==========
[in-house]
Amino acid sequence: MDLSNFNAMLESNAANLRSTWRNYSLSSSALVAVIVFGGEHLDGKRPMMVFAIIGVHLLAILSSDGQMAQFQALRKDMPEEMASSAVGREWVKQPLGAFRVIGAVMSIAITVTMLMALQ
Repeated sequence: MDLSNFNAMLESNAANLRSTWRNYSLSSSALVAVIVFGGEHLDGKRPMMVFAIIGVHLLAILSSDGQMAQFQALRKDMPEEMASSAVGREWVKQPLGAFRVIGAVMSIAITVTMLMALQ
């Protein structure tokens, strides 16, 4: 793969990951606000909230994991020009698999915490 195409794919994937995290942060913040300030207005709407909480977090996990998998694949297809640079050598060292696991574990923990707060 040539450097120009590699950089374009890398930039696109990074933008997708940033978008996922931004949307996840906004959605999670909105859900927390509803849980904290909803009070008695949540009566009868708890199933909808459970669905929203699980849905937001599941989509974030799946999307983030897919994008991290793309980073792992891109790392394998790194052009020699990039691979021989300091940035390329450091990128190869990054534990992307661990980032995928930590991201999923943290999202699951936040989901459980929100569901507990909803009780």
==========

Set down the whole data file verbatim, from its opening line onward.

[in-house]
Amino acid sequence: MDLSNFNAMLESNAANLRSTWRNYSLSSSALVAVIVFGGEHLDGKRPMMVFAIIGVHLLAILSSDGQMAQFQALRKDMPEEMASSAVGREWVKQPLGAFRVIGAVMSIAITVTMLMALQ
Repeated sequence: MDLSNFNAMLESNAANLRSTWRNYSLSSSALVAVIVFGGEHLDGKRPMMVFAIIGVHLLAILSSDGQMAQFQALRKDMPEEMASSAVGREWVKQPLGAFRVIGAVMSIAITVTMLMALQ
């Protein structure tokens, strides 16, 4: 793969990951606000909230994991020009698999915490 195409794919994937995290942060913040300030207005709407909480977090996990998998694949297809640079050598060292696991574990923990707060 040539450097120009590699950089374009890398930039696109990074933008997708940033978008996922931004949307996840906004959605999670909105859900927390509803849980904290909803009070008695949540009566009868708890199933909808459970669905929203699980849905937001599941989509974030799946999307983030897919994008991290793309980073792992891109790392394998790194052009020699990039691979021989300091940035390329450091990128190869990054534990992307661990980032995928930590991201999923943290999202699951936040989901459980929100569901507990909803009780």